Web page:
Last day in Ocho Rios

by Glen

Friday 6 Mar, Jamaica day 12: Road trip west to visit Green Grotto caves, and we find no other significant attractions.

We are off the boat and in the hire car by 8:15am. Sort of a record for us. Clearly we have to hit any attractions early if we are to avoid the tour buses and crowds from the hotels. Today, we first head west to The Green Grotto, near Runaway Bay. Why the name? Well, apparently slaves who ran away from their owners came to this place to live and hide in the massive network of caves.

As we drive along this part of the north coast road we can’t help but feel we are in a different country comparing to the scene around Port Antonio and Kingston. The road is excellent, the place is clean and road side businesses very modern. It’s clearly an affluent area due to the heavy tourist population and many fancy houses. The coast has several very large modern hotels, we see a beautiful looking golf course and several tourist activity centers.

We are the first tourists to arrive at the Grotto’s opening time of 9am. As with other tourist attractions, it’s very well but strictly run. We are a tad disappointed that we have to be with a tour guide and cannot go into the caves by ourselves. And despite no other tourists here, we are told to wait 15-20 minutes for the next tour. And Oana does not like people telling her what to do! But in fact we only wait 10 minutes then given our hair nets and hard hats, sign disclaimers and enter the cave with our rather jolly guide.
We’ve been in lots of caves but straight away this one looks quite special. The overall area of unsupported rock is huge. Only things apparently holding it up are occasional columns of stalactite/stalagmite pillars. And in the ceiling there are lots of bats hanging in clusters. Normally, bats give me the shivers, but these actually look quite cute. The whole tour is about a 1 mile walk including going down to see a lake at the lower level. Even right down here, roots from the Banyan trees above have found their way through the limestone to the water. Quite amazing.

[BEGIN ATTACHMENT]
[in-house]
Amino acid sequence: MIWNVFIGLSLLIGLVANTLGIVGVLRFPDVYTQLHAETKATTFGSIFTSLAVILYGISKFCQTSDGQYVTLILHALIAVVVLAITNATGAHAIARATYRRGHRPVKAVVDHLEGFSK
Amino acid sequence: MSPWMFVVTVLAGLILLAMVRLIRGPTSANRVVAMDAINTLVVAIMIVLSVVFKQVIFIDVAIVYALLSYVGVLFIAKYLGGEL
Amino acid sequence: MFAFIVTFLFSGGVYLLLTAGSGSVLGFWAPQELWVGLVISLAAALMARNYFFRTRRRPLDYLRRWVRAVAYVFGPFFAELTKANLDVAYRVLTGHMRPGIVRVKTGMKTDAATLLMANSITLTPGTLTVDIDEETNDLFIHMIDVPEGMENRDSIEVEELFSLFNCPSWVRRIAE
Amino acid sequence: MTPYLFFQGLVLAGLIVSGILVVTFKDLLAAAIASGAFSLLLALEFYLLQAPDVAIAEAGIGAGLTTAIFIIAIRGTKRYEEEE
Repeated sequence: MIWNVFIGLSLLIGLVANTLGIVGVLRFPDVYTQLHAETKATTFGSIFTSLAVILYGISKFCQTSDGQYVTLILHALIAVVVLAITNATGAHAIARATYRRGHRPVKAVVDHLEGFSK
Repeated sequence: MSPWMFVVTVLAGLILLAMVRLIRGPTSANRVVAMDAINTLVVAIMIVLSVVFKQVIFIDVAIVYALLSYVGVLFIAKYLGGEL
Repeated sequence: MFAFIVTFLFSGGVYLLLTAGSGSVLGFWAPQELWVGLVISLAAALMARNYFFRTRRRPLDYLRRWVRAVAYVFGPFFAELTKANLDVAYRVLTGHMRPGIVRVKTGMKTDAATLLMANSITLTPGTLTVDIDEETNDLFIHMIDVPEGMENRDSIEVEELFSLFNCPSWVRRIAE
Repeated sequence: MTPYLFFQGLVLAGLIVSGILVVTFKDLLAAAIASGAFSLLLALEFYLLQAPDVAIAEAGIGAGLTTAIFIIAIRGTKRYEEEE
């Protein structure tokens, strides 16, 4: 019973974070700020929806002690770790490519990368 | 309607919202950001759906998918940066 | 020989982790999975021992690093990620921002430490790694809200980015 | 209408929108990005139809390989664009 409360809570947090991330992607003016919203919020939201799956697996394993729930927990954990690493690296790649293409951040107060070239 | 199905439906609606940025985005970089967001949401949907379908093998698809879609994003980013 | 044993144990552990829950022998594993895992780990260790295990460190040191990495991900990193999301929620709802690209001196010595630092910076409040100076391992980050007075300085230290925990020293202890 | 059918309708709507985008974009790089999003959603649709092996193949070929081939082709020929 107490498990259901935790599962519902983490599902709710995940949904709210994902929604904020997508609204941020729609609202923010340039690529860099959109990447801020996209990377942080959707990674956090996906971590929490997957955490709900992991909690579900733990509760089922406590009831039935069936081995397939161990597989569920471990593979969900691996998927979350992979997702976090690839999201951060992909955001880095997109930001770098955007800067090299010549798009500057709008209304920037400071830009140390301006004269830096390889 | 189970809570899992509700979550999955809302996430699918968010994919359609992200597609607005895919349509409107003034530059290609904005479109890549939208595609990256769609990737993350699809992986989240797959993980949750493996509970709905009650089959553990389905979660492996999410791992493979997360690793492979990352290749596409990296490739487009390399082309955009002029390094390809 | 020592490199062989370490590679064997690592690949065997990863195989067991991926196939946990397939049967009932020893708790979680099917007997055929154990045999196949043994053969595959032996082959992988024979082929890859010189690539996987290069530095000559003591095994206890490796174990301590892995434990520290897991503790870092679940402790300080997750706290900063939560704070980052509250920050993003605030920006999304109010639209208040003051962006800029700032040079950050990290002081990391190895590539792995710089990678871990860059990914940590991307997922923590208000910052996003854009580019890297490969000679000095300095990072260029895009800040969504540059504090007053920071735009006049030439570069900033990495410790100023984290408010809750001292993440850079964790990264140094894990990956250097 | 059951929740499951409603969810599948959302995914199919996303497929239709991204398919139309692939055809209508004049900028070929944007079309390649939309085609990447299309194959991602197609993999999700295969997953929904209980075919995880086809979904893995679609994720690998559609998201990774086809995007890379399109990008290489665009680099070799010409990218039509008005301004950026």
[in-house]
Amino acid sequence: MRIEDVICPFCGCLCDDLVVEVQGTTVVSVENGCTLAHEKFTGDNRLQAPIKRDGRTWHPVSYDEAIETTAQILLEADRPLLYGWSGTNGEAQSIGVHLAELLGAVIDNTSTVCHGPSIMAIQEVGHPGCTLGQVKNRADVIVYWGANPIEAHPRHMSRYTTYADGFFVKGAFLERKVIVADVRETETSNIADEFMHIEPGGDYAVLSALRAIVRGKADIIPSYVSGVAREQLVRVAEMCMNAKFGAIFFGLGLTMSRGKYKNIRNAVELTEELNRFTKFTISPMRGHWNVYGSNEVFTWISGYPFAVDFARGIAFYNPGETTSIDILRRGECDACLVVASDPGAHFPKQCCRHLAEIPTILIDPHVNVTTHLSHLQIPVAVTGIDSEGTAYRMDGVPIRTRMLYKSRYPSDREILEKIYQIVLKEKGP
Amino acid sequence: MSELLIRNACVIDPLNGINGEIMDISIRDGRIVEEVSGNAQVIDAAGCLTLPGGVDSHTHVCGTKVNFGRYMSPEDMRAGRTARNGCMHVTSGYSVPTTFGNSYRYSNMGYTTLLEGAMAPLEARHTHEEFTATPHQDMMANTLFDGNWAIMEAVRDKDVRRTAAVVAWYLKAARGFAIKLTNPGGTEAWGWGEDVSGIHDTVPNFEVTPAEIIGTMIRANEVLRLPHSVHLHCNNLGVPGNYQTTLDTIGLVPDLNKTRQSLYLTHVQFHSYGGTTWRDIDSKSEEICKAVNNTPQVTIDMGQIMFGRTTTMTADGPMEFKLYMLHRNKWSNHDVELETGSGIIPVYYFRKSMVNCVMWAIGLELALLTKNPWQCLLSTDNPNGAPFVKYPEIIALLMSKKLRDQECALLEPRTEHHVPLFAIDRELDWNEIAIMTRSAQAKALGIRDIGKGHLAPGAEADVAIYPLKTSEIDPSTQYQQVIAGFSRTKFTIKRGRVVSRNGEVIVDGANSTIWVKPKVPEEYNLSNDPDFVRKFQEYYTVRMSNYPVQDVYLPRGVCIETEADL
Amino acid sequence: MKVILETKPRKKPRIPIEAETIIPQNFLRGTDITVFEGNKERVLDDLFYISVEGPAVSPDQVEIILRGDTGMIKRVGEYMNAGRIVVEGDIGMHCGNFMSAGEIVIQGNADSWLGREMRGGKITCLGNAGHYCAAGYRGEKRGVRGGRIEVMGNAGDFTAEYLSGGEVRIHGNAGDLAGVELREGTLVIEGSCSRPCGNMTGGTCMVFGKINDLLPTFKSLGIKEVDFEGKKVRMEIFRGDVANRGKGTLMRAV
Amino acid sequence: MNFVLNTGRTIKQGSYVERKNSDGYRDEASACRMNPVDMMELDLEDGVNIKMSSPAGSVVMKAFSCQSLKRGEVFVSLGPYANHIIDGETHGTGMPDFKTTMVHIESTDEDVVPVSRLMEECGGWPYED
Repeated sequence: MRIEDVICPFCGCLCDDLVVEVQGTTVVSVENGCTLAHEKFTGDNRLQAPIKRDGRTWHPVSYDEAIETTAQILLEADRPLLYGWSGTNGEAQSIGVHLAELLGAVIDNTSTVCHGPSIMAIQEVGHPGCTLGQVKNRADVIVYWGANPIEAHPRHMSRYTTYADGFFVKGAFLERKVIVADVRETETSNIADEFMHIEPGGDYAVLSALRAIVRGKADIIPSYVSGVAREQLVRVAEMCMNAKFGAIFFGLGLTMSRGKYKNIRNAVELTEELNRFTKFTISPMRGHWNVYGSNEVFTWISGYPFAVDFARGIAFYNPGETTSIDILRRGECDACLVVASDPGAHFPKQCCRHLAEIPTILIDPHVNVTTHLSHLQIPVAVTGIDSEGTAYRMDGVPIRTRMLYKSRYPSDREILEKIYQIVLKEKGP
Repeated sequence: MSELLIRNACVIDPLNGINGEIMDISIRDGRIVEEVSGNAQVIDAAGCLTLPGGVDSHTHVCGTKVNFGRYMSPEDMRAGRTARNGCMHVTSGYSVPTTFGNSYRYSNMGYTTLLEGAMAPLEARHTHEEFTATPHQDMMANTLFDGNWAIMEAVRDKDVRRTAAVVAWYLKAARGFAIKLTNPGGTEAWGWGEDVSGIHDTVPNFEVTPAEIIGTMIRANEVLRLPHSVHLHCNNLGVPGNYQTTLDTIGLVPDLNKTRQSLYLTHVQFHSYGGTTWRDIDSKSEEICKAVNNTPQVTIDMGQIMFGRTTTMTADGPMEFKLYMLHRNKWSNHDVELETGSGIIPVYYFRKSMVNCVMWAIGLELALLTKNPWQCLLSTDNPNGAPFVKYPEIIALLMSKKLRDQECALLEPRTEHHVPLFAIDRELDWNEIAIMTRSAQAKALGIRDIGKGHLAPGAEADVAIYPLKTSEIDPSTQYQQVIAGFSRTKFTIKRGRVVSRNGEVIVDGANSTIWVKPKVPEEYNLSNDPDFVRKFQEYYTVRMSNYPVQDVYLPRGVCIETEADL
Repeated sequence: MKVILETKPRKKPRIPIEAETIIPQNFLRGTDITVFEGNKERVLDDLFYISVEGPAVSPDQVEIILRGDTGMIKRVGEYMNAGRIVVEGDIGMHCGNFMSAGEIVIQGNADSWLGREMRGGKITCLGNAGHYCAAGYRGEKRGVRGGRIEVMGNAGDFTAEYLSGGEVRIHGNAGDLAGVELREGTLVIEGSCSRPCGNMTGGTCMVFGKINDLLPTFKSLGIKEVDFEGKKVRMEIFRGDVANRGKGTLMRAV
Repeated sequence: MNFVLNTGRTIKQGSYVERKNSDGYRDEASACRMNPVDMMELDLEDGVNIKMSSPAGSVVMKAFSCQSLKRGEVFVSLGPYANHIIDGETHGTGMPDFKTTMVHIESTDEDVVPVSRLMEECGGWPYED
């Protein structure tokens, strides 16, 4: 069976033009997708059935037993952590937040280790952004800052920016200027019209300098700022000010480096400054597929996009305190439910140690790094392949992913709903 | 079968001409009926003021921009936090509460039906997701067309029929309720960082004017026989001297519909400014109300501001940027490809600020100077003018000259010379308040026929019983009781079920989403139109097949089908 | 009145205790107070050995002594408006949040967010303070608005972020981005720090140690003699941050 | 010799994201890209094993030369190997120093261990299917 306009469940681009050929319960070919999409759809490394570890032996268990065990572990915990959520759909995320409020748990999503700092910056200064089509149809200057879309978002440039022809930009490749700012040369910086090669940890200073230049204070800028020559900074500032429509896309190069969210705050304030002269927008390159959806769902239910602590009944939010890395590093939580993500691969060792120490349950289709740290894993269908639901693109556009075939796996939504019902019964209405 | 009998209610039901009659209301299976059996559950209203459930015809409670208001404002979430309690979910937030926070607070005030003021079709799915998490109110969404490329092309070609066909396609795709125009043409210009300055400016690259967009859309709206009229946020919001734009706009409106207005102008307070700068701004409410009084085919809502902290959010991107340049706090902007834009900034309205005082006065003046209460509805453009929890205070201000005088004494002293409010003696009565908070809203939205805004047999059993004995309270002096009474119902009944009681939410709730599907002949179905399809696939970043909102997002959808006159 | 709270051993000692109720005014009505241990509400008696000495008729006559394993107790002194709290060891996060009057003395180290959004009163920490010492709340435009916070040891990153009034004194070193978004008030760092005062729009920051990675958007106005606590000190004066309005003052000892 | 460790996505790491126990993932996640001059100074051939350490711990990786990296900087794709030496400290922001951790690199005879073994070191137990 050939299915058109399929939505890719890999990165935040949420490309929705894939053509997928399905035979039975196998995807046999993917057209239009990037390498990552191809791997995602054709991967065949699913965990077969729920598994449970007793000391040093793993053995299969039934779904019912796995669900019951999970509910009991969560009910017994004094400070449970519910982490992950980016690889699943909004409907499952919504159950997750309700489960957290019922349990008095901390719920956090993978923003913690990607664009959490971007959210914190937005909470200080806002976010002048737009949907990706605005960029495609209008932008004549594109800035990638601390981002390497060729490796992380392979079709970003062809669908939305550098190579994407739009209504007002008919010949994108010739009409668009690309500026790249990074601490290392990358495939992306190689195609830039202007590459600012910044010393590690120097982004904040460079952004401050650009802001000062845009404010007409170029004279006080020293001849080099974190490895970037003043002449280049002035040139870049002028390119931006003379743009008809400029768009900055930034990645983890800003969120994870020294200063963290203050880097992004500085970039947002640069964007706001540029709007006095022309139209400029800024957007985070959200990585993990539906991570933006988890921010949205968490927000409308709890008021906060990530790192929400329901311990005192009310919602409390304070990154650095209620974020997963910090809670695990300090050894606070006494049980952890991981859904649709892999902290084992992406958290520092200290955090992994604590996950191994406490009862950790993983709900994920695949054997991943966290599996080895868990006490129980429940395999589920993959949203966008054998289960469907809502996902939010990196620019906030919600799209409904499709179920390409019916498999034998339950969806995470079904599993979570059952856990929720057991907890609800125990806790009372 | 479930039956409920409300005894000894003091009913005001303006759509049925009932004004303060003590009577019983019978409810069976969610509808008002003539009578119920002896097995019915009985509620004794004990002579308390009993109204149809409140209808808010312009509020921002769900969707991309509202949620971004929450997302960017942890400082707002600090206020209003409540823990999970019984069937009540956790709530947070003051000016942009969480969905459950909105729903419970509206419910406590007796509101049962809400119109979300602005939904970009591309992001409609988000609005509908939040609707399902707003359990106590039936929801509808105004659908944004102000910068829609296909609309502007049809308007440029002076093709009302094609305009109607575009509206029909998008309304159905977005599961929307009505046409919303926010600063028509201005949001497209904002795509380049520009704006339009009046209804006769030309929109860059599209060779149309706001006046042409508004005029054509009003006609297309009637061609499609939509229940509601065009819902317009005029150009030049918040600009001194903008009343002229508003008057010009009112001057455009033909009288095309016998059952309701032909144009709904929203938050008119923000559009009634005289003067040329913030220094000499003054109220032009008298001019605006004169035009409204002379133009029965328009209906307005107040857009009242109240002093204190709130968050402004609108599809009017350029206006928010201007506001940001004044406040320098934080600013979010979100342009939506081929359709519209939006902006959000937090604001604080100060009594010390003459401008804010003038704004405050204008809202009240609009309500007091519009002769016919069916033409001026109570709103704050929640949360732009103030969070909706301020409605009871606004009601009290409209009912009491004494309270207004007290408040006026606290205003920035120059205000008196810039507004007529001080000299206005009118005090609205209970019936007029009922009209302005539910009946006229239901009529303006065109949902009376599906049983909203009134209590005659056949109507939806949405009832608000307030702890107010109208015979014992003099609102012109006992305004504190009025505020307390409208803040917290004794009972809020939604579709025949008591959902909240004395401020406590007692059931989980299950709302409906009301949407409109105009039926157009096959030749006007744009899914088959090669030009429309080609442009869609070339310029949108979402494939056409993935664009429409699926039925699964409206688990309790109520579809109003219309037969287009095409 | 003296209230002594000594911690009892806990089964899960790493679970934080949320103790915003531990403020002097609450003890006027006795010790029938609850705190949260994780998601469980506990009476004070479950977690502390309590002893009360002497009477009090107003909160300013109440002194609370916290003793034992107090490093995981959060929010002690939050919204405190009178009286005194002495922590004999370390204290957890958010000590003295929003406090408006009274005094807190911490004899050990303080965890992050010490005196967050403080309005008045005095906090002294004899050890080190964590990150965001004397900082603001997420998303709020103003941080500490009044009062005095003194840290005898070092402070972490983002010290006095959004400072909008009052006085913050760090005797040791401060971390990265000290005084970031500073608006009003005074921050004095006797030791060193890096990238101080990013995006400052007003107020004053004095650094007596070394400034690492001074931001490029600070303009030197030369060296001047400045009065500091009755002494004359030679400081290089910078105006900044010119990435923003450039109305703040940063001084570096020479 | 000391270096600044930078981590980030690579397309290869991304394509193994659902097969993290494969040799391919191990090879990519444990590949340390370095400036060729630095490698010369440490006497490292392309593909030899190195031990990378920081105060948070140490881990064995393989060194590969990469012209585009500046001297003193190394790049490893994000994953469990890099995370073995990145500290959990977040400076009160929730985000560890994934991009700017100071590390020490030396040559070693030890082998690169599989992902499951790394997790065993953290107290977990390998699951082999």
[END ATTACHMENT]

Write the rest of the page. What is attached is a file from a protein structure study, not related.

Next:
The tour guide turns out to be excellent. Explaining the whole history of the caves from early use by the native Taino population, through to slave hideout, then modern times when the system was privately owned and run as a night club in the 1990s. Apparently things got out of hand: the caves were getting damaged, the bats left (likely due to the awful “music”!) and there were too many “cave babies” being conceived down here during the wild disco nights! So government stepped in and took it over. And they have done a wonderful job of presenting the cave system to the public. As we exit, we are still the only tourists in here and as such it was a very tranquil and pleasant tour for us.

From the caves we take a quick look at the nearby Discovery Bay. This is reputedly where Columbus first stepped foot and claimed the island for Spain in 1494. Hence it’s name. The east side has beaches and luxury homes and the west side is dominated by a bauxite ship loading terminal. Bauxite, the main ore for aluminum smelting, is a key export product from Jamaica.
We then head inland hoping to get a nice view down to the coast below. But the road is bad, we’ve had enough of pot holes and we cannot see any view. So we return to the smooth coast road, heading back east. We have a quick visit into the county town of St. Ann’s Bay but there is nothing really attractive about the place.